As part of our Future-Proof Brand Series, Joost Schriever, Randstad’s Global Marketing Director, took time out to speak to Holly Wilson about the challenges brands face in the future and how digital tools are being utilised to create branded messages.

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What is your biggest brand management challenge?

Joost Schriever: Let me first talk about the bigger picture. In a 24/7 economy people and organisations have different needs. The way we live, work and relate to each other is transforming rapidly. This is also influencing the HR industry. New digital HR solutions and tools are drastically changing the way people connect to jobs and the role Randstad plays in this space. That is why Randstad’s ‘Tech & Touch’ strategy is a very important pillar of its overall strategy going forward. It concerns the digital transformation at the heart of existing business models. The digital transformation improves the way we connect clients with candidates and puts humans first. By maximising technological capabilities, Randstad enables its consultants to focus on what matters most: giving a human touch.

Regarding brand: Randstad started primarily with temporary staffing, but through acquisitions we now offer a wide range of HR services. Our other services are more exciting and have the potential of higher margins compared to the traditional staffing, so the challenge is finding a way of getting as much as we can out of these services and enriching the Randstad brand with them.

We want to be the first ones in our sector to get on Interbrand’s Top 100 Global Brands list. So, enriching and aligning the Randstad master brand is the overall challenge we face for the coming years.

"Most of our customers are online and we have lost our visibility on the street. With all the advantages that digital marketing has, we need to find a way to compensate for this loss of visibility."

Holly Wilson: Do you see technology creating further challenges for the Randstad brand in the future?

JS: The visibility of our brand is a major challenge: ‘they need to know you before they call you’. It’s simple but it really is true. Marketing spend is now all going into digital, which means you can reach specific target groups better but can lose visibility with your potential overall audience. In the past we had much more retail space, with over 20 offices in Amsterdam alone, and that made us highly visible. Nowadays, most of our customers are online and we have lost our visibility on the street and to a general audience. With all the advantages that digital marketing has, we need to find a way to compensate for this loss of visibility.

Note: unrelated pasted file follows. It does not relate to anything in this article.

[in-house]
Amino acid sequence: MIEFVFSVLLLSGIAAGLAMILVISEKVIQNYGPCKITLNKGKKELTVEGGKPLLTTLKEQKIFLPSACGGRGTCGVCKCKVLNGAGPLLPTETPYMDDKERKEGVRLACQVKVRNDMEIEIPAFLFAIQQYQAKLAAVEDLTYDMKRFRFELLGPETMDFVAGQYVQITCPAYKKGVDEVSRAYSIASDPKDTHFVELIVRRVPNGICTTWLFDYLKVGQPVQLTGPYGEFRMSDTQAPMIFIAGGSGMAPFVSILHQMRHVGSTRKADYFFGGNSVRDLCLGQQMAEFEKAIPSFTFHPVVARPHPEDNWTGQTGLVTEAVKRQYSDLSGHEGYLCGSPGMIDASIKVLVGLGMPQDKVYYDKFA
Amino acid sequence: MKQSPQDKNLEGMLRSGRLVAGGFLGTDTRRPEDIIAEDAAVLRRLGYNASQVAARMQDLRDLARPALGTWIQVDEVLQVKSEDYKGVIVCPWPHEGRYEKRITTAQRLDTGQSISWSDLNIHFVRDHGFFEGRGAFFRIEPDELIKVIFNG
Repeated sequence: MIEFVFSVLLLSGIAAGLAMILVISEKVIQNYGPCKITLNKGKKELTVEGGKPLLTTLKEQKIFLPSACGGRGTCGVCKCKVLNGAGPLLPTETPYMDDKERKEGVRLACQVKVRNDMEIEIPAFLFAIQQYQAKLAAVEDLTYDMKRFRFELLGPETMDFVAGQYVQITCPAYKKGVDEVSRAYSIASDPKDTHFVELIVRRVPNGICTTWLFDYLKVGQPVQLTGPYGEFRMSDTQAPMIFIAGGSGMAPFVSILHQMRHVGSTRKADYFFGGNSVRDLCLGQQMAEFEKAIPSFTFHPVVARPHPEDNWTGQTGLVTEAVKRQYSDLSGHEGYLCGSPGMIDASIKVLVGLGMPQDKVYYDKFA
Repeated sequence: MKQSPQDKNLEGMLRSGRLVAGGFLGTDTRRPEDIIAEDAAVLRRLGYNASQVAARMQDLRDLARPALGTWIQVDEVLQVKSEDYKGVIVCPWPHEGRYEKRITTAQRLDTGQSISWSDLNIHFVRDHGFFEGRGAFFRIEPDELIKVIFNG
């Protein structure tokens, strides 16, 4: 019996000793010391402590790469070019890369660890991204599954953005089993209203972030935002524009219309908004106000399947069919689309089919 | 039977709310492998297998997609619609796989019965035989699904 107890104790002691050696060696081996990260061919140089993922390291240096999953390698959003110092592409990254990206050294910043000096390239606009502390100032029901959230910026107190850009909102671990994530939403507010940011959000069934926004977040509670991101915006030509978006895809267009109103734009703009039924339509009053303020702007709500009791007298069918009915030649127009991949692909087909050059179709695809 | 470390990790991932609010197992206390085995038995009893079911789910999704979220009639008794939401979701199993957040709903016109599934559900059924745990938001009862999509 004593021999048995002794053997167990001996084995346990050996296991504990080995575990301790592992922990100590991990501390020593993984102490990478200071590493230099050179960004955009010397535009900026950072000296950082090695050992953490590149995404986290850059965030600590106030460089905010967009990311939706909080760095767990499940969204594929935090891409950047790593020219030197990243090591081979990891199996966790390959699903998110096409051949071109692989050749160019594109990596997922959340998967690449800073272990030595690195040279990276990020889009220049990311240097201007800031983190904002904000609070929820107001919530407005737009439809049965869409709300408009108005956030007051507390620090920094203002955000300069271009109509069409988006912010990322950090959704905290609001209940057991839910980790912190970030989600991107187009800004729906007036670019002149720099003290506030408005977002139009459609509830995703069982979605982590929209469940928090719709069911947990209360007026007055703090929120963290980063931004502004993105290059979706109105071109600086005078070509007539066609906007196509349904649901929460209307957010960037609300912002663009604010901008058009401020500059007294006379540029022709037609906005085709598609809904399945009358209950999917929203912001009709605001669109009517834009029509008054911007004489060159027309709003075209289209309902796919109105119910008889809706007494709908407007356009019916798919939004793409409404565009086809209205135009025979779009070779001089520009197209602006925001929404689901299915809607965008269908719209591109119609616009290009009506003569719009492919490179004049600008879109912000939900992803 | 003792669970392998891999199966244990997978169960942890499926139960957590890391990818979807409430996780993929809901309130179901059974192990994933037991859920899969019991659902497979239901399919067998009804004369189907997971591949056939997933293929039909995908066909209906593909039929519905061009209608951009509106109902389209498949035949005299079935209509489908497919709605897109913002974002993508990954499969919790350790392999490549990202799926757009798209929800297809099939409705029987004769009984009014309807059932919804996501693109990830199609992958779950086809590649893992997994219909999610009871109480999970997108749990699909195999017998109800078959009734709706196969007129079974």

HW: Do you have any plans on how to make Randstad more visible?

JS: We are going back to radio and TV with the aim of reaching out to a general audience, and this will be supported by digital channels. It would be nice if we could have the best of both worlds so that we are still visible to a general audience and can target specific audiences online.

Is brand more important now than ever?

JS: Yes, because you have to find a way to stand out from the noise of the digital age. I think the best way to do this is if your brand is perceived as having its own identity and really stands for something. This is very important for a new generation who want to better understand a company and see what value it brings to the world. What is your purpose.

We know that technology can support us all in our daily lives and we are already working hard to make technology work for us. But from our long history we know above all that the human connection is the most important part of our business. With our in-depth understanding of the world of work and our passion for people we help people and businesses to move forward. It is our personal approach, supported by state-of-the-art technology, that truly sets us apart in the global world of work. We express that with a new brand promise: Human Forward. It’s our promise to the world that we will always put humans first.

HW: You mentioned that a brand needs to find a way to stand out. What is Randstad doing to make sure it stands out as a brand?

JS: We are trying to do this with the international message of Human Forward, we want to be known as the ‘human company’. Our technologies help connect people to jobs, but this will only be helpful if we have a human mind. We call it ‘tech and touch’. If we believe in our strategy, we will have more time for quality contact with our customers.

We are also investing in making sure that our message complements our digital visual identity. For example, we have introduced a brand new in-house style which works well on smaller devices.

Which trends are likely to have the largest impact on your brand?

JS: Digital will have a fundamental effect on our company processes. Our vision and solution is that digital automation will allow for more contact time with customers.